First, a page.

Advertising your holiday home

If owning your holiday home is based on achieving a rental income it’s important your advertising is right
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advertising holiday homeIf owning your holiday home is based on achieving a rental income it’s important you get the promotion of it right. Not only will the right marketing fill your property with happy guests but it could also be more lucrative in the long run.

There are two key decisions to consider: how to showcase your property at its best, and where to advertise your property?

Words and pictures

Before you publish details of your holiday let or undertake any advertising, you need to decide how best to present your property.

  1. Make sure your description covers the facts and also sets the mood. As well as giving a clear description of the property and the surrounding area, set the mood by including descriptions of all the wonderful things you have done in the holiday home.
  2. Pay attention to the headline. Many people scan adverts and websites so your headline and feature photograph are really important. Tell it like it is, for example “Large converted Cornwall farmhouse, 5 minutes from the beach” is to the point and really grabs your attention.
  3. Include testimonials from past customers. Make the effort to set up a TripAdvisor profile for your property. This is a good source of reviews from past guests and adds credibility to all the wonderful things you’re saying about the property.
  4. Always tell the truth. TripAdvisor and other review sites can be a double edged sword. Any deficiencies in your property description will soon be found out and commented upon online - you have been warned!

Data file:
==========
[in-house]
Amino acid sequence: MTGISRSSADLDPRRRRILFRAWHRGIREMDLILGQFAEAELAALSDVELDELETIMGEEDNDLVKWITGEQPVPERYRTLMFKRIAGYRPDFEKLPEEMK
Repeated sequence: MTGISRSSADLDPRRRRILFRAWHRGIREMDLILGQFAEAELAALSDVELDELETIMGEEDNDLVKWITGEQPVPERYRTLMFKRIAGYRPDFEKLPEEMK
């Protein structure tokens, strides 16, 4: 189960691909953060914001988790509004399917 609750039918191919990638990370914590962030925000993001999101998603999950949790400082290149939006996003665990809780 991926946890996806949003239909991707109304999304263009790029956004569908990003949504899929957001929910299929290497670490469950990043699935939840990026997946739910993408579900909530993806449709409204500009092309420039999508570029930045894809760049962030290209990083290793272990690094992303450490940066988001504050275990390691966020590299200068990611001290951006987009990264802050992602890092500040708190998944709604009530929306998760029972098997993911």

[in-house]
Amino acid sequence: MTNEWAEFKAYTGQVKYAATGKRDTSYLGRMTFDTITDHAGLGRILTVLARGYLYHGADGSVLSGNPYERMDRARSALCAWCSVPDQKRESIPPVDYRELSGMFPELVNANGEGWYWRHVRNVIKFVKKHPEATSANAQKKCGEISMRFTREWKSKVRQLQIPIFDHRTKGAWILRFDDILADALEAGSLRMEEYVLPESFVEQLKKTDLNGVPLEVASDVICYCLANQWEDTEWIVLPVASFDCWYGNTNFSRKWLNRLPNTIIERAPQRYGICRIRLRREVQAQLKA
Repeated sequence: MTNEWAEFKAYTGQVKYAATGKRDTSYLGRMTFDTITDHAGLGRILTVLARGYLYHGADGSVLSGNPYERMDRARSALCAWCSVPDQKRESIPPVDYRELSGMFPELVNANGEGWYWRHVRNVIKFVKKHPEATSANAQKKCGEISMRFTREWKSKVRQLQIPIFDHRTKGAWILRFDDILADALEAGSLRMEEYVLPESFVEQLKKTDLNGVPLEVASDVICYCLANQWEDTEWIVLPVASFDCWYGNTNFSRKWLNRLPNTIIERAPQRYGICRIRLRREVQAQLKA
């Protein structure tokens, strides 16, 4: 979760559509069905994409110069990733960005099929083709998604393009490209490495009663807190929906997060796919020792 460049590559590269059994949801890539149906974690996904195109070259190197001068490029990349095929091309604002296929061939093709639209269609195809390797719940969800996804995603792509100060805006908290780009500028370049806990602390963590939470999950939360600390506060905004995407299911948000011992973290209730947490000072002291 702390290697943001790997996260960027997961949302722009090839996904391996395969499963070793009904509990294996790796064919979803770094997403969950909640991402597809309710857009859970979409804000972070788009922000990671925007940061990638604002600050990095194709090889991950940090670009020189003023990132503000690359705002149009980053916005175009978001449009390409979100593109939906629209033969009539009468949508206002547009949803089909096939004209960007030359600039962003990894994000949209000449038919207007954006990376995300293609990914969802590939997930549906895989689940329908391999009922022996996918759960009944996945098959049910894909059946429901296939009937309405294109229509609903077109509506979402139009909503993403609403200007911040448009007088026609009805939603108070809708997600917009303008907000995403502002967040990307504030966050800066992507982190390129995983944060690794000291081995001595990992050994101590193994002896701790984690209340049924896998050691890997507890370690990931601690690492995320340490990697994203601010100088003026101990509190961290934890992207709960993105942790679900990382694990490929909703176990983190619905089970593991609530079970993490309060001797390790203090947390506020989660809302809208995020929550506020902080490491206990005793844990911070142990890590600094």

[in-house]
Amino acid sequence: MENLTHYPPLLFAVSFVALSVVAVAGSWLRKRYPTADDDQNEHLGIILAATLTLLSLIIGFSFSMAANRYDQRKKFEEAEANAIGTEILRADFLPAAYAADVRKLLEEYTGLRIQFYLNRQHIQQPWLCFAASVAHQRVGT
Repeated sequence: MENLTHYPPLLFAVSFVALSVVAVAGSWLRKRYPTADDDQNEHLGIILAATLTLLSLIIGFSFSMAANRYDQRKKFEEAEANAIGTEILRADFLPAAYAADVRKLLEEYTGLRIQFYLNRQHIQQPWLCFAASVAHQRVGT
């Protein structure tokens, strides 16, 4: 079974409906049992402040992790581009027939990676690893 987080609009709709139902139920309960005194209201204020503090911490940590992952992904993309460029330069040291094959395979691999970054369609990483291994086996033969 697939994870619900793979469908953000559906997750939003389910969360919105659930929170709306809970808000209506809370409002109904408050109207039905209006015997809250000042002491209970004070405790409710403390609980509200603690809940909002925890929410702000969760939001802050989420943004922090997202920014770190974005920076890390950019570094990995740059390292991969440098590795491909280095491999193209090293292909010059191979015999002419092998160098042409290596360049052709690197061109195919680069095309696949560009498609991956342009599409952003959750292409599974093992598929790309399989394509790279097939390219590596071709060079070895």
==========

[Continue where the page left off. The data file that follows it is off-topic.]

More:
5. Ask someone to proof read your advertising. Think carefully about the kind of people you are targeting and what they will be looking for in a holiday. This will dictate the style of copywriting you should use in your marketing. If it’s a cottage for families, get some parents to read it. Likewise if it’s a cool city flat your target market may be different.
  6. With the sophistication of smartphone cameras today, there’s no excuse not to have loads of pictures. Make sure you de-clutter the rooms before taking pictures and try to let as much natural light in as possible. It may be a low ceilinged character property but potential visitors still want to see a light spacious clean house. That also means no modelling. Keep people and pets out of the photographs!
  7. Take pictures of every room, the exterior of the property, parking and views from the rooms. If there’s a particularly interesting or useful feature within 5 minutes’ walk of the property, include that too.
  8. Don’t forget to mention how your property is insured and the amount of liability insurance that you have. Knowing there is cover in place can lend peace of mind to renters – although guests are responsible for their own possessions, just as they would be abroad. HomeProtect specialise in holiday home insurance and 97% of the time we can give you an instant quote online.

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Marketing channels

The next step is to get your holiday let in front of potential customers. Whilst taking bookings direct will be the most profitable, it is a very noisy market place, so it can be hard to stand out if you go it alone. Although you can promote your property through a single marketing channel, it is sensible to try as many different channels as possible, including print, social media, email and third party websites. Over time you will see which ones work best for you, then you can refine your promotion and optimise how much time and money you spend on them. It will get easier and more effective the longer you do it.

Third party websites